I have a feeling of accomplishment, but on the other side I still feel hungry for more. I think the course still needs some improvements (some sentences are a bit weird, missing Tips - again). The casual attempt at vocabulary isn't without its flaws, either - I don't know any countries other than the neighbours of Czechia (+Russia & USA), I don't know any animals other than that which live on a farm etc. I'm guessing this can be fixed with doing the reverse tree (which I'm going to do) and moving on to Memrise or watching videos with captions and a dictionary. On the other hand, including those as separate levels would be quite boring. OK, countries are super boring. Maybe I should thank you for not including those.
The most important thing, which is grammar, is covered pretty well, I'd say. That saying, I feel I can express almost any thought provided I know the proper vocabulary to do so. I guess here the relationship of Polish and Czech helped as well because I could easily understand what was going on most of the time. And here we are moving to how I felt it in terms of my goals.
How did learning Czech feel? Well, a bit like expanding the knowledge of my mother tongue, I'd say, rather than learning an actual foreign language. The stuff with Slavic languages is, they can mostly understand at least some parts of the others. And again, in this situation it was most of the time not even hovering over the words but just guessing their meaning from the context (which is good of the creators) and from the morphemes I found familiar. There were false friends and I still happen to have problems with "a"/"i". I could find out several new things about our language (for instance: the meaning of "są-" in "sąsiad", the origin of "pierścień" and "naparstek" - modern Polish for "finger/toe" is "palec").
Do I think I can speak Czech? Well, not quite. A bit - yes. But there are still some problems I have with pronunciation (I think I can do ř in some words and in some I still can’t, one of those latter is "Jíři") that will hopefully be brushed up over time. Can I understand Czech? Probably fairly more than before doing this course so this was succesful.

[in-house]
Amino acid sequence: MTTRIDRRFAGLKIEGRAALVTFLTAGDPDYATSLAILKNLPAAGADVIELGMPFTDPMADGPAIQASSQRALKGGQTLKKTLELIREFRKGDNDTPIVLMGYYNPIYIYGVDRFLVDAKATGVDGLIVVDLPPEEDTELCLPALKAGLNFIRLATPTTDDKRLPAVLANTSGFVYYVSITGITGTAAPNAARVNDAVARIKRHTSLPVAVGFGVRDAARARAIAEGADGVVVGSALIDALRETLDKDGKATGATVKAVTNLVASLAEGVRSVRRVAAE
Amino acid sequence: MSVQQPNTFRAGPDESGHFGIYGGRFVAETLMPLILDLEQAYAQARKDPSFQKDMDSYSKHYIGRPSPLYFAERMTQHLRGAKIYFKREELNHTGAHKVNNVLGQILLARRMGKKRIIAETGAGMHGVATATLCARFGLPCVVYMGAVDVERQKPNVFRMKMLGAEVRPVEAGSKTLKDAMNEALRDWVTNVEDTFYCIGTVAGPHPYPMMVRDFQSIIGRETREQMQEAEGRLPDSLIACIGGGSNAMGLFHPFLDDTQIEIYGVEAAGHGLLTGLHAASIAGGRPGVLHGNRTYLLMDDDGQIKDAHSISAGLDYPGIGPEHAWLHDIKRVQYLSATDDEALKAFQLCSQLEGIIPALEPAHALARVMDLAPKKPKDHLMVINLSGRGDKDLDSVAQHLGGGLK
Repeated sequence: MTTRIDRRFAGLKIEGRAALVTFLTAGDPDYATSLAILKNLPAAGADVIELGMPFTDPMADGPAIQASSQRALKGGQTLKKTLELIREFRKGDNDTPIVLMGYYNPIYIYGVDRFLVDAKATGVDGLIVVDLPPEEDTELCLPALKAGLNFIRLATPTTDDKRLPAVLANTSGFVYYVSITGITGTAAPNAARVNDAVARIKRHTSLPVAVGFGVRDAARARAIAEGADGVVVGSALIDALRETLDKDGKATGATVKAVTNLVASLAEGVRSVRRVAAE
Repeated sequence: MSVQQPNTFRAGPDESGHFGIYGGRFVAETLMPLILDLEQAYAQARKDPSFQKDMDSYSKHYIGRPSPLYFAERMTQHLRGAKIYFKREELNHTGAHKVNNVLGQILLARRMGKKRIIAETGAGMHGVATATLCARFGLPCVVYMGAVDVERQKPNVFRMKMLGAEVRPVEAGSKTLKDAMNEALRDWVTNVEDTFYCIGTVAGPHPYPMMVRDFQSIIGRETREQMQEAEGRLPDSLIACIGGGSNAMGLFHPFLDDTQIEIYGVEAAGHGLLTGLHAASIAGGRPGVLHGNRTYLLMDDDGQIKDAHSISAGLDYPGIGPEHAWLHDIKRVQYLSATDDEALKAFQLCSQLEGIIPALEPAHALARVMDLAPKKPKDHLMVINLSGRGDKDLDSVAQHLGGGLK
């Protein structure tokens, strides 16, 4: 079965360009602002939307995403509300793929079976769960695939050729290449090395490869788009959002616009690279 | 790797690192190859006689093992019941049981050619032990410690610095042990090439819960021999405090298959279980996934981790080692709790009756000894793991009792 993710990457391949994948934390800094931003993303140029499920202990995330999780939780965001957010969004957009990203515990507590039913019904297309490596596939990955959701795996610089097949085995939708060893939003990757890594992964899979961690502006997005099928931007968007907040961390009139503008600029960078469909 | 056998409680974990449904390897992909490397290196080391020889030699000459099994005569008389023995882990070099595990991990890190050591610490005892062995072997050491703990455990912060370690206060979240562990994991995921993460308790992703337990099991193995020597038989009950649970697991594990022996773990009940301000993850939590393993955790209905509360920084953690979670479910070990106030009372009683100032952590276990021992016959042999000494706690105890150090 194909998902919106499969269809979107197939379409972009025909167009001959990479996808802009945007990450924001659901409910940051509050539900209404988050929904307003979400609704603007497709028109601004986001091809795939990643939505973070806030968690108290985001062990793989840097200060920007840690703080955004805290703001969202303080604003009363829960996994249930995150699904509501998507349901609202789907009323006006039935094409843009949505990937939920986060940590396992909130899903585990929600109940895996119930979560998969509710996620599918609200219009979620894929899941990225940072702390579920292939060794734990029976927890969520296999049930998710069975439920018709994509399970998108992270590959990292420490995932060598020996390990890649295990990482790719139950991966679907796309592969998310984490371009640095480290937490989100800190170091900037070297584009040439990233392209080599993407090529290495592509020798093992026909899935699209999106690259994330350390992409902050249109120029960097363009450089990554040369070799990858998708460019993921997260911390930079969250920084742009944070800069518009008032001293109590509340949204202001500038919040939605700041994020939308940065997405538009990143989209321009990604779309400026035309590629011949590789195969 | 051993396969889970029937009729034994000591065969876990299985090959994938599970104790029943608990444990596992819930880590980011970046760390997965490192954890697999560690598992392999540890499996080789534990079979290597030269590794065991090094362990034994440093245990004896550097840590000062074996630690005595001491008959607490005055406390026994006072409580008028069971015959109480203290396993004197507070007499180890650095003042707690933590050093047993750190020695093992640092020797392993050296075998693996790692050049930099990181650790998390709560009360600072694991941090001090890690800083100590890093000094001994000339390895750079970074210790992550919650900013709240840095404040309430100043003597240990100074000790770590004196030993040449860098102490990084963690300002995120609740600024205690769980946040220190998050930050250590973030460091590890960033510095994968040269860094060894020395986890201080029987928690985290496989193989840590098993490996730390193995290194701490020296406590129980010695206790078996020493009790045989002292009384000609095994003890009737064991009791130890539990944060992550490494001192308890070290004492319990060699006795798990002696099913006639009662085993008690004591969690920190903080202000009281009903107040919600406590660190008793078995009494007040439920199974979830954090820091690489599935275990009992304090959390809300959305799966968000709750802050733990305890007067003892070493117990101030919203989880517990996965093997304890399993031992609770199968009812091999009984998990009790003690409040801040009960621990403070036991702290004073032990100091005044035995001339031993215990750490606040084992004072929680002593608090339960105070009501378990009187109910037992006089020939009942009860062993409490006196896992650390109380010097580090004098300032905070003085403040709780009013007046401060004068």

A mohu-li psát v češtině? Myslím, že ano, přestože ne mnoho a také to asi nevypadá příliš krásně. Doufám, že se v budoucnosti ještě víc naučím a budu moci poděkovat něčím víc, než krátkým: děkuju moc!
I would also like to thank all the contributors and users who helped me on the Discussion board, answering even the stupid questions :)
My final request/question: the word "pouze" seems very useful so it's a shame it wasn't really taught throughout the course even though accepted as an alternative for "jen". Is there a difference between them? Like in "Zbývají jen dva vajíčka" vs. "Zbývají pouze dva vajíčka" the first would mean "there are only as few as two eggs left", the second "there are only two eggs left and nothing more" or is it wrong?
And one more question: am I allowed answer some questions on the Czech language board from time to time if I'm sure my answers won't be misleading?
Your ample yet kind review humbles me. For better or worse, this course as it entered beta was substantially my brain child. My team mates had sort of given me the rope to hang myself after some discussions as to the contents of the initial couple of rows and only reengaged once we got into beta. Additional recruiting throughout Phase 1 produced marginal results, in part because I could not risk investing training time over and over again.
So thank you for the time you took to provide your encouraging feedback. It is people like you that make it all worth it. We course contributors feel or hope that there is a silent majority of appreciative users, even if the isolated kvetchers tend to suck up the oxygen in the forums. To have one’s work appreciated by someone who actually knows what he is talking about is a great oxygen source.
You are of course right about the Tips/Notes petering out too soon. I realize the course is a case of chewing off a lot of grammar for the number of words it teaches. It is dense. It contains a few features one only encounters in rather formal contexts (the relative pronoun jenž, the word-enclitic conjunction -li, and the infinitive moci, to name just a few), and it does not skimp on the toughest, clearly unsettled case (locative) as others may have done in the first tree. At the opposite end of that spectrum, we have the seriously curved pitch of the final skill, which attempts to compress a preview of effectively a whole separate sub-language into a handful of lessons.
With that ambitious range, the course desperately needs all the grammar tips it can get. The good thing is that it is slowly getting them, often packed close to the 5000 character maximum allowed for a single tips page.
Some words and concepts are still missing. I would have liked to squeeze in the relative possessive pronoun (jehož), present-tense frequentative verbs, phase verbs, diminutives, and verbal nouns--but lacked the energy for it. Likewise, skills dedicated to teasing out the nuance of the word order for shifting various elements between the topic and the focus, more advanced treatment of the clitics and their climbing from nested structures with even more fun multi-object verbs (including the se/si conflicts in the clitic cluster), more verbs of motion, more on aspect distinctions, more of the odd feminine noun declinations between píseň and kost, and maybe demonstrating word formation could all fit well with whatever extra vocabulary is selected. And if the bonuses ever start working again, the past conditional and the transgressive would be loads of fun to work on. I would not dare to include those in the main course.